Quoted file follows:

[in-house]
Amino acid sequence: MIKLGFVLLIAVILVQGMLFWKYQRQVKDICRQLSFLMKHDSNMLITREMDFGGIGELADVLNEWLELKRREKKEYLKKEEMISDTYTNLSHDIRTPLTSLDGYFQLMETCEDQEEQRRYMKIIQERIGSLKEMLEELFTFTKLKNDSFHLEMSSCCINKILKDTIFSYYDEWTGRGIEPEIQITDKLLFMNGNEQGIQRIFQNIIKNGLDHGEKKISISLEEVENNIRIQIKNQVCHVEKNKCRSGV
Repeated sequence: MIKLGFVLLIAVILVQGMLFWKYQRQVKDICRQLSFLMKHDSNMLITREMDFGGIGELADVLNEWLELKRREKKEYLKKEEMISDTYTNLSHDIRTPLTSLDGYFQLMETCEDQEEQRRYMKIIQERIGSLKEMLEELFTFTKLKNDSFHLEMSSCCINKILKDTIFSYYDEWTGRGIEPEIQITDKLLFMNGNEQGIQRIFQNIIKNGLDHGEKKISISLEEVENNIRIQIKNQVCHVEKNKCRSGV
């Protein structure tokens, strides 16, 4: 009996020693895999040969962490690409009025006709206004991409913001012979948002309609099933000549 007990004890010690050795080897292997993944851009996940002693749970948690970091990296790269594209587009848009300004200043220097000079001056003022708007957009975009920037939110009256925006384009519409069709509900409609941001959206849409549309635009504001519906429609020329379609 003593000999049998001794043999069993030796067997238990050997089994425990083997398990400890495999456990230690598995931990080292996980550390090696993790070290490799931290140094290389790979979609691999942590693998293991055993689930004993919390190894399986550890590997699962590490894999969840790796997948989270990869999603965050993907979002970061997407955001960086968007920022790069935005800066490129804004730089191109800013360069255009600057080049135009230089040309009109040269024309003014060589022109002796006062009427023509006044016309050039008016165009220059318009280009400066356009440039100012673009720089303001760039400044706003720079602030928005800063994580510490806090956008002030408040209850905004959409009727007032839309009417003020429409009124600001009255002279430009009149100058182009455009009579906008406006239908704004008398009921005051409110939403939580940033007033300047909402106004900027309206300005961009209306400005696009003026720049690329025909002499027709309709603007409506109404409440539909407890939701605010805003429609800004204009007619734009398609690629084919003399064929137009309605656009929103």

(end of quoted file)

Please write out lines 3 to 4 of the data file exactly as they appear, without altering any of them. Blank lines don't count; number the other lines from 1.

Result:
Repeated sequence: MIKLGFVLLIAVILVQGMLFWKYQRQVKDICRQLSFLMKHDSNMLITREMDFGGIGELADVLNEWLELKRREKKEYLKKEEMISDTYTNLSHDIRTPLTSLDGYFQLMETCEDQEEQRRYMKIIQERIGSLKEMLEELFTFTKLKNDSFHLEMSSCCINKILKDTIFSYYDEWTGRGIEPEIQITDKLLFMNGNEQGIQRIFQNIIKNGLDHGEKKISISLEEVENNIRIQIKNQVCHVEKNKCRSGV
């Protein structure tokens, strides 16, 4: 009996020693895999040969962490690409009025006709206004991409913001012979948002309609099933000549 007990004890010690050795080897292997993944851009996940002693749970948690970091990296790269594209587009848009300004200043220097000079001056003022708007957009975009920037939110009256925006384009519409069709509900409609941001959206849409549309635009504001519906429609020329379609 003593000999049998001794043999069993030796067997238990050997089994425990083997398990400890495999456990230690598995931990080292996980550390090696993790070290490799931290140094290389790979979609691999942590693998293991055993689930004993919390190894399986550890590997699962590490894999969840790796997948989270990869999603965050993907979002970061997407955001960086968007920022790069935005800066490129804004730089191109800013360069255009600057080049135009230089040309009109040269024309003014060589022109002796006062009427023509006044016309050039008016165009220059318009280009400066356009440039100012673009720089303001760039400044706003720079602030928005800063994580510490806090956008002030408040209850905004959409009727007032839309009417003020429409009124600001009255002279430009009149100058182009455009009579906008406006239908704004008398009921005051409110939403939580940033007033300047909402106004900027309206300005961009209306400005696009003026720049690329025909002499027709309709603007409506109404409440539909407890939701605010805003429609800004204009007619734009398609690629084919003399064929137009309605656009929103």